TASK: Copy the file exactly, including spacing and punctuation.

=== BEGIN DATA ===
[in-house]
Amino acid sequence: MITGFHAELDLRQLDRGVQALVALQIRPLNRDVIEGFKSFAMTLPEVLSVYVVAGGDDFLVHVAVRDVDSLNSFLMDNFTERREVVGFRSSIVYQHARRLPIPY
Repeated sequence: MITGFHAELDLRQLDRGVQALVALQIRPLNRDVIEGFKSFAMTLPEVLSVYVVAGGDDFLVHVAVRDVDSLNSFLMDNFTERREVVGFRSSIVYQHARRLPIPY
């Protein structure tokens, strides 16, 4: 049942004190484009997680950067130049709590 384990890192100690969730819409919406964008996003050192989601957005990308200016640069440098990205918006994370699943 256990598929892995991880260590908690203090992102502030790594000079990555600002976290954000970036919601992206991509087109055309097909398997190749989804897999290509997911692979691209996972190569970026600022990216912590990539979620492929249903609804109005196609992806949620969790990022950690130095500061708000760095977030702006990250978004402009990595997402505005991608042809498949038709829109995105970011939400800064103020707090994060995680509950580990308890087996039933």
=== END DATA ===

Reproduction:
[in-house]
Amino acid sequence: MITGFHAELDLRQLDRGVQALVALQIRPLNRDVIEGFKSFAMTLPEVLSVYVVAGGDDFLVHVAVRDVDSLNSFLMDNFTERREVVGFRSSIVYQHARRLPIPY
Repeated sequence: MITGFHAELDLRQLDRGVQALVALQIRPLNRDVIEGFKSFAMTLPEVLSVYVVAGGDDFLVHVAVRDVDSLNSFLMDNFTERREVVGFRSSIVYQHARRLPIPY
């Protein structure tokens, strides 16, 4: 049942004190484009997680950067130049709590 384990890192100690969730819409919406964008996003050192989601957005990308200016640069440098990205918006994370699943 256990598929892995991880260590908690203090992102502030790594000079990555600002976290954000970036919601992206991509087109055309097909398997190749989804897999290509997911692979691209996972190569970026600022990216912590990539979620492929249903609804109005196609992806949620969790990022950690130095500061708000760095977030702006990250978004402009990595997402505005991608042809498949038709829109995105970011939400800064103020707090994060995680509950580990308890087996039933």